We were among the few politicians and writers that disapproved of the aggressive remarks made by Turkish President Recep Tayyip Erdogan and Foreign Minister Mouloud Jawish Oglu, in which they accused Iran of working to partition of Syria and Iraq, convert them to Shia Islam, acting on ethnic Persian interests, and adopting policies that will disturb stability in the region. We did not disapprove out of love for Iran, but rather out of care for Turkey’s credibility and interests. We expected that both would retract their statements, especially after the strongly worded warning that came from Iranian Foreign Minister Mohammad Javad Zarif, and according to past experiences, and a deep reading of Turkish official statements in the past six years.
Our predictions were well-placed. It wasn’t long before the two retracted their statements. Mr. Jawish Oglu has now made a statement to the Islamic Republic News Agency (IRNA), published on Wednesday, saying “we will never forget Iran’s support and how it stood by Turkey, both government and people, during the failed coup of July 15”, adding “there is much common ground between Iran and Turkey,, and the cooperation between the Iranian and Turkish peoples has helped foster these fraternal relationships,” he ended his statement saying “the two countries need more dialogue in order to cement their relationship and prevent any misunderstanding,” this may signal a trip to Iran in the very near future, by Mr. Oglu, or Erdogan.
This is not the first time we’ve seen such retractions, and there’s actually a large volume documenting such instances, starting with the apology to Russia, the reinstating of strategic relations with the Israeli occupation, the foregoing of all terms for the removal of Gaza’s embargo, and now courting Iran and talk of fraternal relations.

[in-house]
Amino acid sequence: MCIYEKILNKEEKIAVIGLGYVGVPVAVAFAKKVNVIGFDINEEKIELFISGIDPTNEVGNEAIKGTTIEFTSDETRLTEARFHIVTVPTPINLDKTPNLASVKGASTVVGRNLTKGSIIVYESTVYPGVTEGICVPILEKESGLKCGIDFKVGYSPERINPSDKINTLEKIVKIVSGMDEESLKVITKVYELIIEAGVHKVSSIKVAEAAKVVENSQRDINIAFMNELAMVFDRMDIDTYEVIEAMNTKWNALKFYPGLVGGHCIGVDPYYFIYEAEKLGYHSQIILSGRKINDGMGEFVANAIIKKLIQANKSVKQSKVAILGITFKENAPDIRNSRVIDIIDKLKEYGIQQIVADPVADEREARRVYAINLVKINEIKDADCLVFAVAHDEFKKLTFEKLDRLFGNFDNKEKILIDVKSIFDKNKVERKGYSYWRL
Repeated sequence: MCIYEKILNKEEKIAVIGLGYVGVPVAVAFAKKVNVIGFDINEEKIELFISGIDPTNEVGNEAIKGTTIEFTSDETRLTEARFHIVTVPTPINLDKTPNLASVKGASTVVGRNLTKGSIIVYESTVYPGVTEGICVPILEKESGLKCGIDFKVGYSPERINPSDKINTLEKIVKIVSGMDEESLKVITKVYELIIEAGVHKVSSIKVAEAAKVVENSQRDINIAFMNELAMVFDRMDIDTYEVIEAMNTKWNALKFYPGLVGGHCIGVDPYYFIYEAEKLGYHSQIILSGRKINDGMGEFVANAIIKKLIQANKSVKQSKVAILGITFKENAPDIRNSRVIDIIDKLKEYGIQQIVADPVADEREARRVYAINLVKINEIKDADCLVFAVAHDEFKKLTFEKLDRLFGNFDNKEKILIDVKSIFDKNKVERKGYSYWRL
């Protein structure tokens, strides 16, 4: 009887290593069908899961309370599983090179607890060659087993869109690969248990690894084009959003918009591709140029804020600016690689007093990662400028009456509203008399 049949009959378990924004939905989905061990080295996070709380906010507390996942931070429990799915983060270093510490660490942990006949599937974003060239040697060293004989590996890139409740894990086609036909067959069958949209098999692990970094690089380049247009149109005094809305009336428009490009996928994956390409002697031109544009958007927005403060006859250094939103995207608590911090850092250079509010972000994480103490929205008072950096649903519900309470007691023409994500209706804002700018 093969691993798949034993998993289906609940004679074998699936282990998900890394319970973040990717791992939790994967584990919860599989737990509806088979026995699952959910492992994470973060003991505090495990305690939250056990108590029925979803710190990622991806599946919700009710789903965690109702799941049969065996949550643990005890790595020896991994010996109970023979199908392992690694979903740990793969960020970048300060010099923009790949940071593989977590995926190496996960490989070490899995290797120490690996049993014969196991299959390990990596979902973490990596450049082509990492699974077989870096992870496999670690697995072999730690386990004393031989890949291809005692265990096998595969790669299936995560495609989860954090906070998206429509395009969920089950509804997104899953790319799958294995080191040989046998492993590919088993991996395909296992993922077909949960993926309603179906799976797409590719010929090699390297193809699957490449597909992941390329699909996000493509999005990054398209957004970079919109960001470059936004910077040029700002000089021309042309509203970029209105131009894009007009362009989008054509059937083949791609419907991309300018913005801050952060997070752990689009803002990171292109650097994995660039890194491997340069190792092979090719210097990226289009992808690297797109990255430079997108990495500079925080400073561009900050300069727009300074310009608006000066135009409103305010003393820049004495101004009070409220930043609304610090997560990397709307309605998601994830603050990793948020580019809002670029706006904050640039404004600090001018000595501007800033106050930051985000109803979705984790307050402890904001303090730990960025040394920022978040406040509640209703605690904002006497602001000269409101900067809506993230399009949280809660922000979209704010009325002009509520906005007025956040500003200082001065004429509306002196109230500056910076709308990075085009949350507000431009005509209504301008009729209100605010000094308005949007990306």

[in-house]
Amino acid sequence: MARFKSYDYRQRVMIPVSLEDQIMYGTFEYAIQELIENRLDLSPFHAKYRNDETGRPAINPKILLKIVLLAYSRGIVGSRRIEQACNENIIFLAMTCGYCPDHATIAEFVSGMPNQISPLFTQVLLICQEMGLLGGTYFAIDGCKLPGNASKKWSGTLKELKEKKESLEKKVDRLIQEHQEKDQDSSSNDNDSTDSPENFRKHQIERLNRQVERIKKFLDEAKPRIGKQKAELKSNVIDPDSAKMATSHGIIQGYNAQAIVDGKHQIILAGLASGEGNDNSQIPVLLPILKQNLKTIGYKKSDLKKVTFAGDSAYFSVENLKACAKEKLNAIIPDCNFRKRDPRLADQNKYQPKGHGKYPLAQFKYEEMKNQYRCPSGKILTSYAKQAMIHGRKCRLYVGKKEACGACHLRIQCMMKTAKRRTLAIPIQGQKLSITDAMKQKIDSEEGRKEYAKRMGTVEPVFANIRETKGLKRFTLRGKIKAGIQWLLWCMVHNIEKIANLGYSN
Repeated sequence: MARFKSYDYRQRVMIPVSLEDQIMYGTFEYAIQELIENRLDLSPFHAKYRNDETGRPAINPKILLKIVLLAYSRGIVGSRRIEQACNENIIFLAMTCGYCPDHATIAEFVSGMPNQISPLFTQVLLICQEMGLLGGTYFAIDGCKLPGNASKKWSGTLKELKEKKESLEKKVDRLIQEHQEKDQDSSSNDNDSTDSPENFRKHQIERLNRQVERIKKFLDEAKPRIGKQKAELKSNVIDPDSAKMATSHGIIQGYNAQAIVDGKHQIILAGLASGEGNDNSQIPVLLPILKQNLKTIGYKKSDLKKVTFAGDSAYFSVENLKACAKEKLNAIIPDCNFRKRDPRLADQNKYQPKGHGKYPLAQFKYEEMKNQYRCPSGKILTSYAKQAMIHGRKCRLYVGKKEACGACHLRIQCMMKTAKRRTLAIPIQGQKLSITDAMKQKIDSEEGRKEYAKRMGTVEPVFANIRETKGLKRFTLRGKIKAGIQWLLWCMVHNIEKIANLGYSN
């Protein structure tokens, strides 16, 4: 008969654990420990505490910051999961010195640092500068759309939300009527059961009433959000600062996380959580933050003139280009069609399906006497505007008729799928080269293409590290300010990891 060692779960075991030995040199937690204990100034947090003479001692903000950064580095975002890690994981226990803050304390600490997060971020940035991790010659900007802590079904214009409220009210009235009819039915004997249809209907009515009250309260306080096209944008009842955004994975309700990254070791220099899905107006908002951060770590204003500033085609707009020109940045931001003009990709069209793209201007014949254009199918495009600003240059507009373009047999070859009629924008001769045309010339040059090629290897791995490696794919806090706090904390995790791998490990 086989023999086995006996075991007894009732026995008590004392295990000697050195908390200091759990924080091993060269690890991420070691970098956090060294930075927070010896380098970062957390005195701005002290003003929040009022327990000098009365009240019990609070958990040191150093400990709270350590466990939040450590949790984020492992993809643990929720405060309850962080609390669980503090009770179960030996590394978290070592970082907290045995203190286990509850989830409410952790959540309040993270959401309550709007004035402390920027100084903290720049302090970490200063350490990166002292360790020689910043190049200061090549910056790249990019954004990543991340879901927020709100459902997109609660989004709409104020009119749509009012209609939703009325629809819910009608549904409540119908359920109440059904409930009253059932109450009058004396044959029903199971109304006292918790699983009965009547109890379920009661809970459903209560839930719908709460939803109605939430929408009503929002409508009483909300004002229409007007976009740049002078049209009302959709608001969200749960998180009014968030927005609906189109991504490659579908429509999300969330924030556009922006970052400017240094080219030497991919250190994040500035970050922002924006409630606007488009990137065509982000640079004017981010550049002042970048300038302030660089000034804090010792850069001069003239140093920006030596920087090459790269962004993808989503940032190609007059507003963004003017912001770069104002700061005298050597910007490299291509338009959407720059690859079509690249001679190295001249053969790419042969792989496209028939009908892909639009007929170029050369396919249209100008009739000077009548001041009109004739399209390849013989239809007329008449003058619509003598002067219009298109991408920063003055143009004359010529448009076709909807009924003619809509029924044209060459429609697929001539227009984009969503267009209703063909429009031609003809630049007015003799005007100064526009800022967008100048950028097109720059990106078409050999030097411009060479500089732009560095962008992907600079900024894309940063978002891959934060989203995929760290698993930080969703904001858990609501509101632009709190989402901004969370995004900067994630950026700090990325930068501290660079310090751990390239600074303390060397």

Mohammad Javad Zarif, Iran’s Foreign Minister, was strong and quick in his response to Erdogan and his counterpart Jawish Oglu when he said “Turkey is an ungrateful neighbor with a weak memory. They accuse the Islamic Republic of Iran of sectarianism, as if they had forgotten our position the night of the military coup when we stayed up until morning following developments even though Turkey’s government is not Shia”
Yes, the memory of the Turkish administration is a weak one, and it is ungrateful, and that is why it is now surrounded by enemies instead of friends, unlike 10 years ago. It has played a major role in instigating sectarian wars, and threatening the stability of most of its neighbours, especially Syria. It still occupies part of its lands under the pretense of establishing a safe zone.
If the Turkish government foresaw that it would have to apologize to President Putin (in Russian nonetheless), to avoid his wrath, and the lifting of the economic sanctions he imposed on it, then why would it shoot down his plane near the border with Syria under the pretense of it violating its airspace for a few seconds? If it was going to retract its aggressive statements towards Iran, then why make them in the first place?
These “unruly” statements, and the quick retractions, have shaken trust in Turkey’s positions, and have greatly diminished its credibility, reflecting negatively on its regional and international standing, a matter which gravely hurts its admirers who were very much taken aback with its experience in democratic governance couple with unprecedented growth rates.
Turkey’s stability is now on the line because of the policies its government has adopted, increasing its enemy count, providing the proper fuel for terrorism and separatists inside its own borders. The Turkish economy, which once called for “pride” for its success in the region and the world, is now in decline and on the verge of collapse. Istanbul’s hotels, as related to me by a friend who was there last week, are almost empty of tourists, and the Turkish Lira is bouncing up and down under the 4Lirs/$ roof. Yet still, Turkish officials have taken up a profession of creating enemies for themselves, and losing one friend after another in record time.
The bet on the anti-Islamic and anti-Muslim American President Donald Trump is a losing wager, and to side with him against Iran, Russia, or China, is a dangerous gamble. Turkey’s true power lies in its good relations with its neighbors, and the opening of channels of dialogue to settle all pending crises, thereby preserving its cultural heritage in the coexistence of all its sects and ethnicities, firmly cementing its demographic and geographical unity, and perpetuate it throughout the region. To go in the opposite direction is to opt for partition, civil war, economic collapse, which we do not want for Turkey or any other country in the region because it will suffer the most…time will tell.
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